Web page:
From the Dean
Perspectives On Line: The Magazine of the College of Agriculture and Life Sciences

NC State University

Winter 2004 Home
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From the Dean

The October N.C. State Fair was a fitting setting as interim College Dean Johnny Wynne (left) and current state Agriculture Commissioner Britt Cobb (right) presented former state Agriculture Commissioner Jim Graham with the Dean's Distinguished Service to Agriculture Award. Before his death the following November, Graham had offered special insights about the future of agriculture in the state. (Related story, "The State of Agriculture")  (Photo by Sheri D. Thomas.)

Revitalizing North Carolina Agriculture

n recent months, agricultural
forums and gatherings in North
Carolina have been focused on how agriculture is going to survive in the face of declining prices, changing consumer demand for farm products and global competition. What has been cited as North Carolina’s strength and advantage is the agricultural research system in the state, specifically the state’s 18 research stations. It is through research discoveries that the development of new farming opportunities and products is achieved.

At this time agriculture is emerging in two distinct areas: the traditional commodity production and the new opportunities in value-added, product-based agriculture. The College of Agriculture and Life Sciences wants to make sure it continues to serve the needs of agriculture and agribusiness in the state through its research, extension and teaching endeavors.

Product-based, biobased, value-added — it’s the future of North Carolina, and we have to be there with the research and the outreach to keep the state’s agriculture vital.

This issue of Perspectives highlights the diversity, depth and extent of the College’s activities in revitalizing the state’s agriculture, in assisting the transition from a commodity-based to a more product-based system — a system that focuses on the markets, consumer needs and the resulting agricultural opportunities.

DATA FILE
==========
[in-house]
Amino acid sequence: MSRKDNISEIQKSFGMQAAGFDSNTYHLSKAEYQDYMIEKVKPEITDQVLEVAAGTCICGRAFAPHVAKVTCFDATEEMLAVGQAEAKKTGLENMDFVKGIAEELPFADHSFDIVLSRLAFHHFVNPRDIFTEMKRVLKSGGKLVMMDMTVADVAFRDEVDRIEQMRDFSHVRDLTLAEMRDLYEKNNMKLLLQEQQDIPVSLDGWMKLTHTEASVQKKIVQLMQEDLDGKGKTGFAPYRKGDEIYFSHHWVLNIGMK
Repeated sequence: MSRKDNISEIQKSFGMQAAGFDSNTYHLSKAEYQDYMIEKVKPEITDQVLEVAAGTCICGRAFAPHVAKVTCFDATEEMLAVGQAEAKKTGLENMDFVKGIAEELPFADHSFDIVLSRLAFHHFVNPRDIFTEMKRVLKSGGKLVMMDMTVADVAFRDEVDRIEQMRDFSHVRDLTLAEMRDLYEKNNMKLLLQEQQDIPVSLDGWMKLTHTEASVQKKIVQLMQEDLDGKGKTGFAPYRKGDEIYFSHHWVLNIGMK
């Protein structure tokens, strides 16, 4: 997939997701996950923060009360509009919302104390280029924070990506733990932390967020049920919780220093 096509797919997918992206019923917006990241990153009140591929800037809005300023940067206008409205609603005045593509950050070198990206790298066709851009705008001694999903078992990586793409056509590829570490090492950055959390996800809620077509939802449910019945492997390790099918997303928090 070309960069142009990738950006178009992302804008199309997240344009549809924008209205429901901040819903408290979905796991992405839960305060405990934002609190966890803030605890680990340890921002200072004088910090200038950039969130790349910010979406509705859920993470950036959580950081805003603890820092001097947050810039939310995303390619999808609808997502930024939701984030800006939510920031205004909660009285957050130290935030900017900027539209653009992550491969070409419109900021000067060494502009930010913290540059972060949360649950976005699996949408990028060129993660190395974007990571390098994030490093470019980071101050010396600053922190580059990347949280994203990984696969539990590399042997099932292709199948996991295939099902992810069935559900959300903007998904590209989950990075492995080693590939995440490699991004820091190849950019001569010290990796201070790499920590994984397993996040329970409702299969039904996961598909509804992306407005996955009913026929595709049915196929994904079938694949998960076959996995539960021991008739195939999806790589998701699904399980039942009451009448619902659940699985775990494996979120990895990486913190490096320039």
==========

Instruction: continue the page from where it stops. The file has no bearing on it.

The College is helping producers and entrepreneurs grow alternative crops, find alternatives for existing crops and supplement their income by adding value to their products or launching new farm-based enterprises.

Through College research and Cooperative Extension programs, producers can increase the profitability of their operations by changing marketing techniques, producing for niche markets with specialty crops, developing biobased products or diversifying to an entrepreneurial enterprise, such as agritourism.

In this issue, we invite you to learn just what value-added, product-based and biobased agriculture means.

The critical roles academia, government and industry play in the future of the state’s agriculture are illustrated here through interviews with state agribusiness leaders, through success stories about producers who have added value to their enterprises, and through in-depth articles about the College’s specific value-added programs.

We also report on academic programs that are preparing the future leadership and workforce for a new agriculture and for the biomanufacturing industry.

It is the role of the land-grant institution to develop new technologies and practices that will provide the state with tomorrow’s science today.

Here you’ll see the College’s programs that will be essential to the viability of the state’s primary economic engine — agriculture and agribusiness.


Johnny Wynne
Interim Dean, College of
Agriculture and Life Sciences
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